IT is the region that gave us Björk, Spotify, Skype, Carlsberg, Ikea, Lego, Borgen, Wallander and The Killing. The Nordic countries – Denmark, Finland, Iceland, Norway and Sweden – have developed a reputation for being some of the most creative and dynamic economies in the world, with groundbreaking artists, dominant global companies and paradigm-changing start-ups.
Indeed, foreign trade departments are eager to extol the virtues of the Nordic markets. The US government tells its homegrown businesses: “The Nordic region is a dynamic, highly sophisticated marketplace with a stable political and economic climate.”
Three of the Nordic countries are rated among the top ten economies on the World Bank’s ease of doing business rankings, and UK Trade and Investment lauds the openness of the region. Barring the one big disaster that brought the Icelandic banks (and very nearly the nation) to their knees, the Nordics are invariably described as nations brimming with creativity and opportunity, with populations that have some of the highest per capita incomes in the world. And they are keen to spend those incomes.
And what’s not to like? When the Happiness Research Institute released its Happiness Equality Index in July, all five Nordic countries appeared in the top ten (even Iceland), with Finland topping the chart (the UK was 14th, just below the average calculated for the study). In short, the survey concludes that Nordic countries are among the most equal in Europe.
Marie-Chantal Schilken, a Swedish export consultant based in Paris, says: “They are very attractive countries because of their high quality of life and high living standards. They are informed consumers.”
But not all is rosy among the Nordics. Each of the five nations in the region has suffered as a result of the financial crisis. For some this has meant big economic adjustments; for others the recovery has been easier. And despite their proximity to, and cooperation with, the European Union, the Nordics are also subject to other major geopolitical movements. Oil pricing, the activities of a resurgent Russia and crises in the eurozone are all significant in determining the risk of exporting to the Nordics. And while going north may ease the way for doing business, there are legal peculiarities to look out for too.
In Denmark, UK companies have been invited to bid for contracts to supply rail rolling stock for the Odense Tramway while elsewhere there are opportunities to work on the construction of storage facilities for natural gas. In Norway chain stores are keen to distribute British craft beers and cider. Swedish importers are looking for premium food products and medical imaging equipment as well as other healthcare materials. In Finland buyers take, among other goods, vehicles, pharmaceutical goods and scientific equipment while Iceland is working on a £5bn high-voltage energy transmission project.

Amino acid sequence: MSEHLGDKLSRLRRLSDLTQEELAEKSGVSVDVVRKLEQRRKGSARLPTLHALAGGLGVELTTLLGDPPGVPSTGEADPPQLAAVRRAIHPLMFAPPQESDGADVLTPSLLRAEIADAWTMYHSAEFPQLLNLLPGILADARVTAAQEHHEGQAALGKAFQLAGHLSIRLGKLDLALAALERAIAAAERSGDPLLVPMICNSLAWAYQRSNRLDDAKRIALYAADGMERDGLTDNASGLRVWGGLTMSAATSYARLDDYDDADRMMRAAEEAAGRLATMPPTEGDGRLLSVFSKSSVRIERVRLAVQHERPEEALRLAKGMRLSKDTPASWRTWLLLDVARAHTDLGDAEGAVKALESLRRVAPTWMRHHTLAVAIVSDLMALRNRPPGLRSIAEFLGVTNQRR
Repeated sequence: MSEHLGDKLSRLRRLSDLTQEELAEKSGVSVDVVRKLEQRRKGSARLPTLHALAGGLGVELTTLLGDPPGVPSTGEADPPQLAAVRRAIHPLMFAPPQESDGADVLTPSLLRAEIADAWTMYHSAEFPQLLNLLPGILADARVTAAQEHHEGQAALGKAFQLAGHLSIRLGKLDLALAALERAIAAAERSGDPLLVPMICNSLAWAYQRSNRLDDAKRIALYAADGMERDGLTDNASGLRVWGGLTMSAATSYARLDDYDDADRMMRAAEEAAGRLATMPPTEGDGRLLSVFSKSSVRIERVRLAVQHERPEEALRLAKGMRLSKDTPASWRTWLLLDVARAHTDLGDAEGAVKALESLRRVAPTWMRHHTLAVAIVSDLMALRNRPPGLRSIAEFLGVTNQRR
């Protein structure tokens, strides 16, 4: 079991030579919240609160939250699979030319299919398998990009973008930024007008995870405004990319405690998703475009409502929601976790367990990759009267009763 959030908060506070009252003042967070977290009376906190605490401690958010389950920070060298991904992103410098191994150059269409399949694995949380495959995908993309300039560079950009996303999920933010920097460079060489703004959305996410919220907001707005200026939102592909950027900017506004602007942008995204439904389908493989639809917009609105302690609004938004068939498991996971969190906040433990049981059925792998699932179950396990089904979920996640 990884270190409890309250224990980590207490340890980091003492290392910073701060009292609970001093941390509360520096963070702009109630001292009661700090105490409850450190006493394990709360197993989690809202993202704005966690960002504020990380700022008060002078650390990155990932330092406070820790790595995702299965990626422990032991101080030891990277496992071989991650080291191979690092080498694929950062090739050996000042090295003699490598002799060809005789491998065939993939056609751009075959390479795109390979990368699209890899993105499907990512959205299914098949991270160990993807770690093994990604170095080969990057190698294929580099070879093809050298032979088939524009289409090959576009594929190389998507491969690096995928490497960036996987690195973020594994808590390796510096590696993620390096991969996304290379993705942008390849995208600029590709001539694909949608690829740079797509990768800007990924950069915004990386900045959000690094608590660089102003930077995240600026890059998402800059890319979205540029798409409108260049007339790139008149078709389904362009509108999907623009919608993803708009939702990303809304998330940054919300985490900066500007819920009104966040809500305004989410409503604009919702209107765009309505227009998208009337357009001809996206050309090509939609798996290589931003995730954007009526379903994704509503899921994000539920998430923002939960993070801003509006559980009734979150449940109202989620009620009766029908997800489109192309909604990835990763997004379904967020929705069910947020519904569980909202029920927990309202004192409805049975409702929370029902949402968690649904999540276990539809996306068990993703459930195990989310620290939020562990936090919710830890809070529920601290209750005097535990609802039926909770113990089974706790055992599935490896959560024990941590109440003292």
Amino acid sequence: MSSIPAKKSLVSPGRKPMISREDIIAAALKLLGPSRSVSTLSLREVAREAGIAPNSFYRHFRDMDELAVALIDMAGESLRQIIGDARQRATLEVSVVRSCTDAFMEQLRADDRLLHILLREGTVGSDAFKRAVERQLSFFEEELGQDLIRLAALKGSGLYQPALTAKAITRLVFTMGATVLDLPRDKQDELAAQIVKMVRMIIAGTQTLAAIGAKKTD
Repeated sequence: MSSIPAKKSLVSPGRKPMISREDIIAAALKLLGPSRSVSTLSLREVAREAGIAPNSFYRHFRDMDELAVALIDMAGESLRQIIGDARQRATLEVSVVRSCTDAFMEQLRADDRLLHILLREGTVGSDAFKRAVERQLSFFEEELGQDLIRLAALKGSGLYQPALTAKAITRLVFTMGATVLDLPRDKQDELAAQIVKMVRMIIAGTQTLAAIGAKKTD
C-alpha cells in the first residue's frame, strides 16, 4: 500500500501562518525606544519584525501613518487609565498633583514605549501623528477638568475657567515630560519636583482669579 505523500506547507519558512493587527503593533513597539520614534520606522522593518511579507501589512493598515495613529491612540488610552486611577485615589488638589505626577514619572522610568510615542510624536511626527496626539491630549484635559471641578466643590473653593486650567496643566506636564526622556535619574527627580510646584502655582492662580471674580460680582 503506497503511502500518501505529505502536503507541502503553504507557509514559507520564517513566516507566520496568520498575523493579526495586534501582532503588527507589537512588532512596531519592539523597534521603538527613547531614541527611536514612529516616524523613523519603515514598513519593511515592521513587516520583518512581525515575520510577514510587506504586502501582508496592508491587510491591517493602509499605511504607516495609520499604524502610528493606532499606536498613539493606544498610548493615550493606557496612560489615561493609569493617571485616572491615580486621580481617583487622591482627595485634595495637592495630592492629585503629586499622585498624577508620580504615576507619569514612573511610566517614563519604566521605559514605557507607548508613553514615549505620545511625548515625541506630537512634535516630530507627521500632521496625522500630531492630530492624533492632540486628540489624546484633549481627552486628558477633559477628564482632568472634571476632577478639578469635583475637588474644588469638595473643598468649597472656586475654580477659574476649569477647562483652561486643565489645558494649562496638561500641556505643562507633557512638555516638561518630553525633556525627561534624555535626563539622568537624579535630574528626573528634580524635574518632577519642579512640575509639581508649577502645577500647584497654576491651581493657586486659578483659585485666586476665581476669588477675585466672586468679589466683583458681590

The list of goods and opportunities is not exhaustive but it helps illustrate just how diverse the market is for the UK. According to UKTI figures, the five Nordic countries account for roughly £13bn worth of British exports. The largest portion of that goes to Sweden, £5.6bn in 2014, while Iceland is the smallest, accounting for goods worth just £144m.
Before booking your ice hotel rooms to prepare for a Nordic sales pitch, it’s worth bearing in mind that the Nordics have experienced a chilly economic environment over the past few years.
While some are willing to boast that the region has stable economies, the figures (see tables) suggest that since the financial crisis the five countries have seen far from happy times. The Nordics suffered dramatic ups and downs in their economic fortunes. Finnish GDP shrank by 8% in 2009. Denmark, Sweden and Iceland all dipped 5%. Norway’s economy saw the smallest fall in GDP but flatlined nevertheless. Only now do locals consider growth is returning to a stable condition. 2015 figures are in positive territory all round, with Iceland expecting the highest growth at 3.7% and Copenhagen relieved that Denmark is at last returning to health after three years of being in the doldrums. Finland, meanwhile, is looking the weakest.
Despite the relative optimism, there are those that see storm clouds gathering over the pine forests. In a report at the end of 2014, Boston Consulting Group said that Nordic competitiveness was increasingly an “illusion”. BCG sees four big challenges. A deterioration in the diversity and uniqueness of exports; a productivity challenge caused by a shift from manufacturing to services; large-scale public sector employment contributing to productivity challenges; and, in common with many advanced economies, an ageing population.
“If nothing is done, the Nordics’ loss of competitiveness will accelerate in the future, as the world spins even faster,” the report concludes.